Lec 40


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Lec 40

  1. 1. Regulation of Glomerular Filtration<br />Three mechanisms control the GFR <br />Renal autoregulation <br />Sympathetic control<br />Hormonal control<br />
  2. 2. Renal Autoregulation<br />The ability of nephrons to adjust their own blood flow and GFR without external control<br />Autoregulation entails two types of control<br />Myogenic Mechanism – responds to changes in pressure in the renal blood vessels<br />Tubuloglomerular Feedback Flow-dependent , senses changes in the juxtaglomerular apparatus<br />
  3. 3. Myogenic Mechanism<br />When arterial blood pressure rises, it stretches the afferent arteriole and the arteriole contracts and thus prevents blood flow into the glomerulus from changing very much<br />Glomerular blood flow and filtration remain stable<br />
  4. 4. Tubuloglomerular Feedback<br />The juxtaglomerular apparatus monitors the fluid entering the distal tubule and adjust the GFR<br />High GFR<br />Reduced GFR<br />Rapid flow of filtrate in renal tubules (NaCl)<br />Constriction of afferent arteriole<br />Sensed by macula densa<br />Paracrine secretion<br />
  5. 5. The Renin-Angiotensin Mechanism<br />In response to low flow of filtrate and therefore low NaCl as a result of low GFR caused by low blood pressure, the macula densa cells signal a JG cells to release renin into the blood stream<br />Renin triggers production of angiotensin II<br />In the kidney increase Angiotensin II causes constriction of the efferent arteriole<br />Glomerular hydrostatic pressure to increase and increase GFR<br />Angiotensin II stimulate release of aldosterone<br />
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  7. 7. Sympathetic Nervous System Activation Decreases GFR<br />All the blood vessels of the kidneys, are richly innervated by sympathetic nerve fibers<br />Strong activation of the renal sympathetic nerves can constrict the renal arterioles and decrease renal blood flow and GFR<br />The renal sympathetic nerves seem to be most important in reducing GFR during severe, acute disturbances, such as those elicited by severe hemorrhage<br />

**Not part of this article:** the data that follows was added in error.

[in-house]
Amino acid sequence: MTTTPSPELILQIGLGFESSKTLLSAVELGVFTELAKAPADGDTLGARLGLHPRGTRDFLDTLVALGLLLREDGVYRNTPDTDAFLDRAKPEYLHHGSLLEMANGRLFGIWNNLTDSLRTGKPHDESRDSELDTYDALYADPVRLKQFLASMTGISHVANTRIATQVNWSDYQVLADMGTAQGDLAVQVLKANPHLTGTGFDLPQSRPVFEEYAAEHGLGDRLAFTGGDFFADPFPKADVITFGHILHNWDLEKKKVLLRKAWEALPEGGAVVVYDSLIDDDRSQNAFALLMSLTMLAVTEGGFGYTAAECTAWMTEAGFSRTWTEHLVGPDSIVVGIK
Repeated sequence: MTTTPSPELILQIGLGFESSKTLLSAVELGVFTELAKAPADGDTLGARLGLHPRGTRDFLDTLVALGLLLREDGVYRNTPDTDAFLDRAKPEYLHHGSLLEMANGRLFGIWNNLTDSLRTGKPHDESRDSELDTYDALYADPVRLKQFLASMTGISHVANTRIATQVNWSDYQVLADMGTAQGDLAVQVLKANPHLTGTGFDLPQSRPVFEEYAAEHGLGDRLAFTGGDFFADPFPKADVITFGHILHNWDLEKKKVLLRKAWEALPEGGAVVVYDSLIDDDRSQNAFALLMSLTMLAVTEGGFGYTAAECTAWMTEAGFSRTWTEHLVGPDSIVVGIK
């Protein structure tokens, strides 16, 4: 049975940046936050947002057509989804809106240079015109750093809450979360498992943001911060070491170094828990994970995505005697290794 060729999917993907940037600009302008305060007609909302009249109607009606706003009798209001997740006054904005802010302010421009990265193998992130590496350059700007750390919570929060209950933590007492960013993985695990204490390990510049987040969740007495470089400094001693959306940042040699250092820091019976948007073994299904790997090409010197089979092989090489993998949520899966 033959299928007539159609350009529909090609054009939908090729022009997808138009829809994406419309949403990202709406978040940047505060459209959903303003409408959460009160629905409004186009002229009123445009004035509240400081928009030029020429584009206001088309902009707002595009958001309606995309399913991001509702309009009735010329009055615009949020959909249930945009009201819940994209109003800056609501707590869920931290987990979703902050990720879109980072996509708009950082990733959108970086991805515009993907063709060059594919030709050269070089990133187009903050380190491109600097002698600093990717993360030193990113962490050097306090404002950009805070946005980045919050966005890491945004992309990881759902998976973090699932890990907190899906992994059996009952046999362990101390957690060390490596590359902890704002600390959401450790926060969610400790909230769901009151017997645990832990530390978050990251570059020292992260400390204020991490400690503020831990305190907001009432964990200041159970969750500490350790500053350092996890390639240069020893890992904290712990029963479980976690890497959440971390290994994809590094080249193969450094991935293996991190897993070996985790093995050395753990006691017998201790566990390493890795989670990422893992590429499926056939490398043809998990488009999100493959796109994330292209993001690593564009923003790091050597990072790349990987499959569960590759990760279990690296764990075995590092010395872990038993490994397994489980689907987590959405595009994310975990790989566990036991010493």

8. 8. Hormonal Control<br />Norepinephrine, Epinephrine, and Endothelin constrict renal blood vessels and decrease GFR<br />Angiotensin II Constricts Efferent Arterioles<br />Prostaglandins and Bradykinin cause vasodilation and increased renal blood flow and increase GFR<br />
  9. 9. Other Factors That Increase Renal Blood Flow and GFR<br />High protein intake is known to increase both renal blood flow and GFR (increased amino acid reabsorption also stimulates sodium reabsorption in the proximal tubules)<br /> This decreases sodium delivery to the macula densa<br />increases in renal blood flow and GFR that occur with large increases in blood glucose levels <br />
  10. 10. The Urinary Bladder <br />The body, Detrusor muscle, responsible for storage and elimination of urine<br />The neck, funnel shaped extension of the body and connecting with the urethra<br /><ul><li>The Trigone, region where ureters enter the bladder</li></li></ul><li>The bladder neck (posterior urethra) is 2 to 3 centimeters long, and its wall is composed of detrusor muscle interlaced with a large amount of elastic tissue. The muscle in this area is called the internal sphincter<br />The urethra passes through the urogenital diaphragm, which contains a layer of muscle called the external sphincter of the bladder. This muscle is a voluntary skeletal muscle<br />